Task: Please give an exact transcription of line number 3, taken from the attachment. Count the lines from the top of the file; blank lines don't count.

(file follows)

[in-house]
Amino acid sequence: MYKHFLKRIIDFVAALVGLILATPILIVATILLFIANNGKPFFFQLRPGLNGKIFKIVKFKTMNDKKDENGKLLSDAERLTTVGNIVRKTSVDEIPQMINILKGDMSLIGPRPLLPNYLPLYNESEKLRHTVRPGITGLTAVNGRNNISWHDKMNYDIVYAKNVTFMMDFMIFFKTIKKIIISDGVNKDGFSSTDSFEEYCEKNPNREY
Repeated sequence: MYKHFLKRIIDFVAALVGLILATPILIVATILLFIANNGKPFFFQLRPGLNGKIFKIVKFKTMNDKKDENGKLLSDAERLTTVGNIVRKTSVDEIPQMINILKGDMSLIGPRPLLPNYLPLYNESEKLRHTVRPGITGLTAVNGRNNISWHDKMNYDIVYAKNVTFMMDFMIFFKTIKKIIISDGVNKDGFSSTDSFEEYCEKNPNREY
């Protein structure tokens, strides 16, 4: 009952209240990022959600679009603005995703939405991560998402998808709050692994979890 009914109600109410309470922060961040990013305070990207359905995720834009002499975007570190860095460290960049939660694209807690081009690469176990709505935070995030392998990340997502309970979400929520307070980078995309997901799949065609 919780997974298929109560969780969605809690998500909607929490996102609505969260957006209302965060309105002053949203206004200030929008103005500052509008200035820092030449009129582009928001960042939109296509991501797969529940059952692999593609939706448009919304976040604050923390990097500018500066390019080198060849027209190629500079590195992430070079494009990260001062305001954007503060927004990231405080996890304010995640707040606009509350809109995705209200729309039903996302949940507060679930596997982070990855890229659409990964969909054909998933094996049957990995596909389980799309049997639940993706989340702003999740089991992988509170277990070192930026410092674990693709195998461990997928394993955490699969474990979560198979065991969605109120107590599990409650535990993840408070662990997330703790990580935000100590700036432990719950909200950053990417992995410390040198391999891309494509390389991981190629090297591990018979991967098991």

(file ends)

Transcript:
Repeated sequence: MYKHFLKRIIDFVAALVGLILATPILIVATILLFIANNGKPFFFQLRPGLNGKIFKIVKFKTMNDKKDENGKLLSDAERLTTVGNIVRKTSVDEIPQMINILKGDMSLIGPRPLLPNYLPLYNESEKLRHTVRPGITGLTAVNGRNNISWHDKMNYDIVYAKNVTFMMDFMIFFKTIKKIIISDGVNKDGFSSTDSFEEYCEKNPNREY